ARCHITECTURE: Wibbly, wobbly and wonderful

Through his outlandish architecture and furniture, Ron Arad has turned the unimaginable into reality, writes Jonathan Glancey
Click to follow
The Independent Culture
Jelly Babies, according to the cheery slogan on the packets, "live in a wibbly wobbly world of their own".

Stepping into Ron Arad's north London studio, the same unsteady property appears to apply. This is one of the oddest offices in London, a timber, steel and PVC ellipse holding in check topsy-turvy floors, curly-wurly walls, complex chairs packed in boxes that mimic the shape of their content while doubling up as chairs themselves, and a small, cosmopolitan team of architects.

The day I wibble and wobble up the uncertain iron stair to Arad's Chalk Farm think-tank, it is raining cats and dogs and water is gushing into buckets in the middle of his workshop, courtesy of clumsy builders at work next door. As the studio resembles the sort of fish tank Captain Nemo might have dreamt up to decorate the Nautilus, (with a little help from the mature Barbara Hepworth), the sight and sound of splashing water seems a comfort rather than a distraction. And, anyway, you expect the unexpected here.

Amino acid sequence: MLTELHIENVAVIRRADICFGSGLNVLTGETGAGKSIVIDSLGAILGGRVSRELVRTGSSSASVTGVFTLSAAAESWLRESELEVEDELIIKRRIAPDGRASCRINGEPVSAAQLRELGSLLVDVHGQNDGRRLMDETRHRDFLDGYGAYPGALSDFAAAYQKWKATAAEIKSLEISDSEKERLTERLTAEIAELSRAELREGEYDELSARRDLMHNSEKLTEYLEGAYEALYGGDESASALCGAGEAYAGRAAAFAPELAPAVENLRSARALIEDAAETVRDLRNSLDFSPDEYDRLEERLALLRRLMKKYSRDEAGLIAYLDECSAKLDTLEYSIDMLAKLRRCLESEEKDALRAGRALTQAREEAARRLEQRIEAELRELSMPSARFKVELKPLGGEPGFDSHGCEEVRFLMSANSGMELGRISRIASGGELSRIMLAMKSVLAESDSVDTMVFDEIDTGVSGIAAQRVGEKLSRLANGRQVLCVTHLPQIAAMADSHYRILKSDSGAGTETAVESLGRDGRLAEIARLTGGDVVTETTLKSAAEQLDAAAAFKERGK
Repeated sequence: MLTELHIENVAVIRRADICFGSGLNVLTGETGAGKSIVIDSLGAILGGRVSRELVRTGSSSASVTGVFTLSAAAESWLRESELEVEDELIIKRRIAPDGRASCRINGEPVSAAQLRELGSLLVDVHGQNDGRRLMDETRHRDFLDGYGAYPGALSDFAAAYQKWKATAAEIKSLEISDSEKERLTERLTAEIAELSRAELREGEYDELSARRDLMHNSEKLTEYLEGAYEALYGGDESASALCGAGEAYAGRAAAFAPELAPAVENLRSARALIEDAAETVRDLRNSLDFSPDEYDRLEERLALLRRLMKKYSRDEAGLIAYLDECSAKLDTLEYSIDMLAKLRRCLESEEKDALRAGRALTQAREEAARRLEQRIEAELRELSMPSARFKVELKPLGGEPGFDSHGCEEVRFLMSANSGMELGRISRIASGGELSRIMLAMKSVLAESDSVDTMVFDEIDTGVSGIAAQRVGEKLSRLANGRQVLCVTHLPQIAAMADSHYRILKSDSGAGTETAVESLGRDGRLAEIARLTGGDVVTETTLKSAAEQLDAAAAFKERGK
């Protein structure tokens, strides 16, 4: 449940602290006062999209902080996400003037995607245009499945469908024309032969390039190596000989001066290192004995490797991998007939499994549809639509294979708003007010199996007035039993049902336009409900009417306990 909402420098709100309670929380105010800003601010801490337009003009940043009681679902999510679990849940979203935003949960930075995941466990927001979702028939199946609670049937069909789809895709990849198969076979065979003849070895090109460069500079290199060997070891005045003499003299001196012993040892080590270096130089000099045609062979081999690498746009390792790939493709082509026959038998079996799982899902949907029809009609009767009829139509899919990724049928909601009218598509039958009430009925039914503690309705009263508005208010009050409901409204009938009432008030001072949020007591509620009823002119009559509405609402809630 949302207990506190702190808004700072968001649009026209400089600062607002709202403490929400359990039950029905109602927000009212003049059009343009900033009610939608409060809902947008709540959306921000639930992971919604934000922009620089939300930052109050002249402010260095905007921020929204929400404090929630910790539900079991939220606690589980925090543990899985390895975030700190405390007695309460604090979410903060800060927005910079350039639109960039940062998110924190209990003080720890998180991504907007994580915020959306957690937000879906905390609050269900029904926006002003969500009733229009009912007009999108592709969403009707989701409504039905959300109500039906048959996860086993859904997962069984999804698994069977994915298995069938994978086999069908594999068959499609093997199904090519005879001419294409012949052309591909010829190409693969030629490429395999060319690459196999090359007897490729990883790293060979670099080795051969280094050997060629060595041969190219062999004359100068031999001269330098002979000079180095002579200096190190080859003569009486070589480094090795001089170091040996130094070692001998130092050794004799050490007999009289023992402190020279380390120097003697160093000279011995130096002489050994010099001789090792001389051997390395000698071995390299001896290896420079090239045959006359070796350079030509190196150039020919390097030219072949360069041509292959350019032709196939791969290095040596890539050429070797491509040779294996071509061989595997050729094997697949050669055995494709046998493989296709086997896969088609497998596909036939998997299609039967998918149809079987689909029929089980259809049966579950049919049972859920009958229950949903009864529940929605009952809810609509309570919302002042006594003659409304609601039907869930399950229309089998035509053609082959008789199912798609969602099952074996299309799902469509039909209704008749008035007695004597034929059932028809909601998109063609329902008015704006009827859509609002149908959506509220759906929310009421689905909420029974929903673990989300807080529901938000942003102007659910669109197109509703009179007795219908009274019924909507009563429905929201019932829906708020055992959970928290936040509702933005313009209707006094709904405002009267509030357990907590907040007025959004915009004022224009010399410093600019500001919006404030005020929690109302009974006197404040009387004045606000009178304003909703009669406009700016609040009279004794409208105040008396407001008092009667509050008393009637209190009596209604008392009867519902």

Mr Arad's studio might be a thing of strange shapes and forms fantastic, but it is also the source of truly inventive art, furniture and architecture that has, over the past 15 years, invaded the conscience of collectors, art galleries, restaurateurs, international furniture manufacturers and, in Israel, the world of opera.

Perhaps more than any other architect at work in Britain, Mr Arad links the awkwardly "elliding" worlds of fine art, craft, industrial design, interior design and architecture. For him, there is no obvious gap between art and architecture. The foyers he completed last autumn in the new Tel Aviv Opera and Performing Arts Centre are like an art installation, while his art installations have animated some of the world's most architecturally challenging new galleries, including the Fondation Cartier, Paris, designed by Jean Nouvel.

As well as bridging the art gap, Arad knows, while being serious and thoughtful, how to make his work entertaining and even funny - which is why the bizarre, seemingly faddish, yet hugely successful Belgo diner, in Chalk Farm, London, hired him to double its size. By happy coincidence, the restaurant is next door to the architect's studio. He is now designing a new 400-seat Belgo in Covent Garden.